S.F. undaunted as Trump tries to stop Philly injection site
The Trump administration is going to court to stop a safe injection site from opening in Philadelphia, saying it would violate federal drug laws — the same action it has threatened to take against San Francisco, which plans to open one or more spaces offering clean needles, syringes, medical care and counseling to drug users.
“The proponents of the injection site share our goal of ending this terrible (opioid) epidemic,” U.S. Attorney William McSwain said Wednesday in announcing the suit against a nonprofit that plans to open the Philadelphia injection site. “But allowing private citizens to break long-established federal drug laws passed by Congress is not an acceptable path forward.”
The suit relies on a federal law that makes it a felony, punishable by up to 20 years in prison, fines and forfeiture of the property, to knowingly operate a “place for the purpose of unlawfully manufacturing, distributing, or using a controlled substance.” Passed at a time of rising crack cocaine use in inner cities, it was directed at private drug houses, and no court has yet ruled on whether it applies to government supervised sites aimed at reducing drug addiction.
The Philadelphia site would be operated by a recently incorporated nonprofit called Safeside, with supervision from the city and support from the mayor and district attorney. The San Francisco facilities would be directly managed by the city under current plans, although Jeff Cretan, spokesman for Mayor London Breed, said Wednesday that the mayor is “open to any solution to get people off the streets and into treatment.”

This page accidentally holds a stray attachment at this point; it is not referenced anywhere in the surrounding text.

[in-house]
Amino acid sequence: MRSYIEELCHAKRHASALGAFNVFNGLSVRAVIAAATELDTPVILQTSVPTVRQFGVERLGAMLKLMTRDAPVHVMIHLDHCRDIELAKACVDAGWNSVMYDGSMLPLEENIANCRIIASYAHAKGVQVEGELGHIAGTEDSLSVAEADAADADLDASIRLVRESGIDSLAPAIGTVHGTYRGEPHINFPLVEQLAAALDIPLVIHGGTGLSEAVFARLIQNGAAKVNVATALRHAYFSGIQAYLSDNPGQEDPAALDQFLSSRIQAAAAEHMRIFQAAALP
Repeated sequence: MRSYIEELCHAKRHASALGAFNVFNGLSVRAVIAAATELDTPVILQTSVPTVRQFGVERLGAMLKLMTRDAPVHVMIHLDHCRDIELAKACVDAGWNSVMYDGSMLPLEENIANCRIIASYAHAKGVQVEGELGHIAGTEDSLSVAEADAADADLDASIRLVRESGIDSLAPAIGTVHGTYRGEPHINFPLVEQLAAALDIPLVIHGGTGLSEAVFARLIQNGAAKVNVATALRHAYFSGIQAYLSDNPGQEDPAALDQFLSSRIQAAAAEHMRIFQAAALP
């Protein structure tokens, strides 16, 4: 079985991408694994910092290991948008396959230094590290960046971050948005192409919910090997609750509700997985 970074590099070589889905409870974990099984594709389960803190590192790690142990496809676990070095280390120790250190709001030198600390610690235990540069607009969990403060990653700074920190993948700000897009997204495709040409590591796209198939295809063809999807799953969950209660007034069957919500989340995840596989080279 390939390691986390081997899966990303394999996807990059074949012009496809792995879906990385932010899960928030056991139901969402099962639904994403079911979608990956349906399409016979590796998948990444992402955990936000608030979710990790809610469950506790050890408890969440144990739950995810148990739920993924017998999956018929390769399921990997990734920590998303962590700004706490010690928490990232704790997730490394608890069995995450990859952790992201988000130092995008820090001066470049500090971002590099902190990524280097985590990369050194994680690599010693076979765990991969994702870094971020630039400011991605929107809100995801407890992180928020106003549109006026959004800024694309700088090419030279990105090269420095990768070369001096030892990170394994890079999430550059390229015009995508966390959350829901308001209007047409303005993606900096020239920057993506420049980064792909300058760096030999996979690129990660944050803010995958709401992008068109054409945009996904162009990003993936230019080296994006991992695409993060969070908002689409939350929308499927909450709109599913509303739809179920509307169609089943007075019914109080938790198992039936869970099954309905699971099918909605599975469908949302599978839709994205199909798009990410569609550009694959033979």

“The mayor is aware of how this administration feels on these sites, but she’s still committed to working on this and moving the site forward,” Cretan said.
No U.S. community has opened a place to supervise drug injections, but they have been legalized in 10 nations.
As a Bay Area lawmaker noted, President Trump’s Justice Department filed the Philadelphia lawsuit less than 12 hours after the president, in his State of the Union speech, pledged to “defeat AIDS.”
“Safe injection sites are a proven HIV prevention strategy, in addition to reducing overdose deaths and helping people into recovery services,” state Sen. Scott Wiener, D-San Francisco, said in a statement.
“The president is a hypocrite, and his words mean nothing,” he said. “We are fully committed to legalizing safe injection sites in California and piloting them in San Francisco.”
Wiener is a co-author of legislation, AB362, that would amend state law to allow San Francisco to operate an injection site for three years. The lead author, Assemblywoman Susan Eggman, D-Stockton, won passage of a similar bill last year, but Gov. Jerry Brown vetoed it in September.
“Enabling illegal and destructive drug use will never work,” Brown said in his veto message.
But Gov. Gavin Newsom, Brown’s successor and a former San Francisco mayor, has said he is “very open” to the idea. The city has put its plans on hold to await legislative action.
The day after the Legislature approved Eggman’s bill in August, the New York Times carried an opinion piece by the Trump administration’s deputy attorney general, Rod Rosenstein, promising “swift and aggressive action” against San Francisco or any other community that opens an injection site.
“It is a federal felony to maintain any location for the purpose of facilitating illegal drug use,” Rosenstein wrote. He argued that the sites encourage addiction by sending a “powerful message to teenagers that the government thinks illegal drugs can be used safely.”